You read that right. I wasn’t skating in an ice rink. I was driving in it.
It was all part of the TireRack.com Winter Driving Experience with Michelin that I recently attended on the campus of the University of Notre Dame. Go Irish (apparently)!
When I mentioned I was traveling to South Bend, Indiana for some ice driving at the end of September, I had many friends quizzically ask me if it’s really cold enough for ice this time of year. While Indiana does get it’s fair share of snow and ice, it’s not something you can typically expect in September. In the Compton Family Ice Arena, you’ll find plenty of ice on their two indoor rinks and a definite chill in the air.
It was so chilly (we were warned of 50 degree temps but I know it was colder) that we came prepared with hats, gloves, jackets, and even hand warmers (we needed it all too!). PROOF:
What, might you ask, was the point of doing something as crazy as driving on a sheet of ice? Glad you asked. Because I learned so much about why the TIRES you choose can make all the difference in the world.
What’s the deal with winter tires?
Let’s do a little tire education first.
Things I already knew about tires… THEY ARE SO IMPORTANT. Not only do they affect the sound and smoothness of your ride but they are the only thing between you and the road. All the safety and technology of your vehicle won’t matter if you don’t have tires that can keep you safely moving on the road.
If you’re like me, you bought a car and you’ve been using the tires that came with your car without giving them a second thought. It’s a new car, after all. The tires should be pretty good, right?
Yes and no.
You’ll certainly have the right sized tires for your vehicle and they’re probably pretty decent all season tires. But if you live in a state that experiences winter weather (that typically means snow, ice, or temperatures that average below 44 degrees), you need to know why winter tires can make all the difference.
This particular tire is the Michelin X-Ice Xi3 and there are a few things I want you to take notice of in this tire.
There’s a jagged edge on each of the blocks of the tire. As you might imagine, this allows the tire to dig into the ice and snow. Next, you’ll find the sipes – a term that was totally new to me. These little beauties are what help give you more traction in winter weather conditions (more on how that happens in my video below). And on this tire, you’ll also find tiny pits. These are designed to wick away the small amounts of water created as the tire ever so slightly melts the snow and ice.
Need more? Here’s your complete winter tire education in only two minutes.
Pretty cool, huh? I had no idea all of that went into a winter tire. But the proof isn’t in seeing the difference. It’s in experiencing the difference. And driving on the ice convinced me beyond the shadow of a doubt that winter tires could potentially save your car (or even your life) in severe weather.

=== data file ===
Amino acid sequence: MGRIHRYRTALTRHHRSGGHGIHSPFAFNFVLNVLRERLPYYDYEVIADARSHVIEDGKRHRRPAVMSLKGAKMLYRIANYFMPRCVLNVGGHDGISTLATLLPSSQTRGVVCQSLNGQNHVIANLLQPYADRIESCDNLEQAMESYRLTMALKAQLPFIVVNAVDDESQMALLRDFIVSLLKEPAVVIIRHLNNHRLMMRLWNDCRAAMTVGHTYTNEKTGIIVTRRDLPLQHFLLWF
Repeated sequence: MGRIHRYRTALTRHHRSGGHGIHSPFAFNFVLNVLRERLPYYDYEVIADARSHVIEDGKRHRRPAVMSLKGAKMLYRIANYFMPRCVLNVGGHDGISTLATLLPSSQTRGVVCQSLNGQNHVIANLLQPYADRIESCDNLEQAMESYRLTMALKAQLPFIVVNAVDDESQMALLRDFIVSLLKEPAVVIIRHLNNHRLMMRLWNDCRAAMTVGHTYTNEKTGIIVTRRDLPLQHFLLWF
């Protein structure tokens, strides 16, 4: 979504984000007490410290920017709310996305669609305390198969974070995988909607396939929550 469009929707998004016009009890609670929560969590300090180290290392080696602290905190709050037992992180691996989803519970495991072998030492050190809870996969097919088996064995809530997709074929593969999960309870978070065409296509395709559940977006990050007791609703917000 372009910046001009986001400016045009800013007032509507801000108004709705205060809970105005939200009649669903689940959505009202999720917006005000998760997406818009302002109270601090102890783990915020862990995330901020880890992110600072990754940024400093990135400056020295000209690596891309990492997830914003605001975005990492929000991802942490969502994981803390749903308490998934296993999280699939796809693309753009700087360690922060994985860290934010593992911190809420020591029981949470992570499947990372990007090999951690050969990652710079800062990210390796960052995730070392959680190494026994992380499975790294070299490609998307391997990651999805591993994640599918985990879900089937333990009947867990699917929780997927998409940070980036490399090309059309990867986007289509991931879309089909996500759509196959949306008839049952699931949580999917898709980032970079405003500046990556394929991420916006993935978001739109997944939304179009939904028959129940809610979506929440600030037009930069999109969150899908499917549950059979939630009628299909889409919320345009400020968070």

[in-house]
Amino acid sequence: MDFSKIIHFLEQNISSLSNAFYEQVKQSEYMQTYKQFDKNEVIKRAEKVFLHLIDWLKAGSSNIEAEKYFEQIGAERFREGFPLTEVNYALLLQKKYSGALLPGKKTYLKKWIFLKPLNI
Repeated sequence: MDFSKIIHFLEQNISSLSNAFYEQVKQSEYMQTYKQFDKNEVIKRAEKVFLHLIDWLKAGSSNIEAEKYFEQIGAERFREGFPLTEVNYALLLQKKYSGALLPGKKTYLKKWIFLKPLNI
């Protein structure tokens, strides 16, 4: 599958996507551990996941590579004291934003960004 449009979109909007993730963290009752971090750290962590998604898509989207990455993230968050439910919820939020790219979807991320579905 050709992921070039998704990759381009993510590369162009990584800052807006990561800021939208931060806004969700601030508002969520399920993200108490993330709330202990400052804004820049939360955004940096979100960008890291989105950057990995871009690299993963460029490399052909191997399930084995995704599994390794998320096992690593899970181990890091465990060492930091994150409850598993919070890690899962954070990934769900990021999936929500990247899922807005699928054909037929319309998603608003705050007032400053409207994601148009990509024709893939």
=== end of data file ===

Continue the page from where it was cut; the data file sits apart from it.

Ice Rink #1: Toyota Camry All-Season Tires vs. Winter Tires
For our morning run, we drove two Toyota Camrys, one equipped with Michelin Primacy XV4 all-season tires, and the other equipped with the Michelin X-Ice Xi3 winter tires.
With the Camry sporting the winter tires (on the left in this video), I saw quicker acceleration, higher possible speeds, and quicker braking distances. The all-season tires performed fairly but there was definitely a difference.
What really clinched it for me was the demonstration in the afternoon when we took out a few Toyota RAV-4 crossovers so that we could compare a bigger, heavier vehicle with all wheel drive to the vehicle with winter tires.
Ice Rink #2: Toyota RAV-4 AWD All-Season Tires vs. Winter Tires
In the afternoon, we switched to the second ice rink and put the Toyota RAV-4s to the test, one equipped with the Michelin Latitude Tour HP and the other with Michelin Latitude X-Ice Xi2. And both equipped with all wheel drive. We tested both acceleration, braking, AND handling. The results were quite dramatic.
While the acceleration and braking wasn’t as obvious (at least not in this video), I noticed that the vehicle with all-season tires was much more difficult to control. With the heavier vehicle accelerating and braking, I noticed some fishtailing happening as I drove on the ice.
More dramatic than that was the handling. Luckily, they had professional drivers doing that second portion. As both vehicles drove at the same exact speed and attempted to take the same exact corner, the vehicle with the all-season tires when careening off through a lines of cones into what could have been oncoming traffic. The vehicle with winter tires was able to maintain complete traction on the ice.
Who Needs Winter Tires?
If you’re like me, I walked away thinking, OMG, I need to get winter tires ASAP. Everyone should have winter tires. WHY DOESN’T EVERYONE HAVE WINTER TIRES?
Truth be told, not everyone needs winter tires. It depends on where you live and what kind of winter weather you experience. Here’s a quick overview.
I’m in Maryland so I could go either way. My husband, on the other hand, travels up north quite a bit for sales meeting. Before I went on this trip, he mentioned he might be getting winter tires. I scoffed (#truestory). I came back from this trip and told him to order his tires from TireRack.com with my blessing.
And if you’re still confused, Michelin made this handy dandy decision tree that you can click on a print out as your very own reference guide.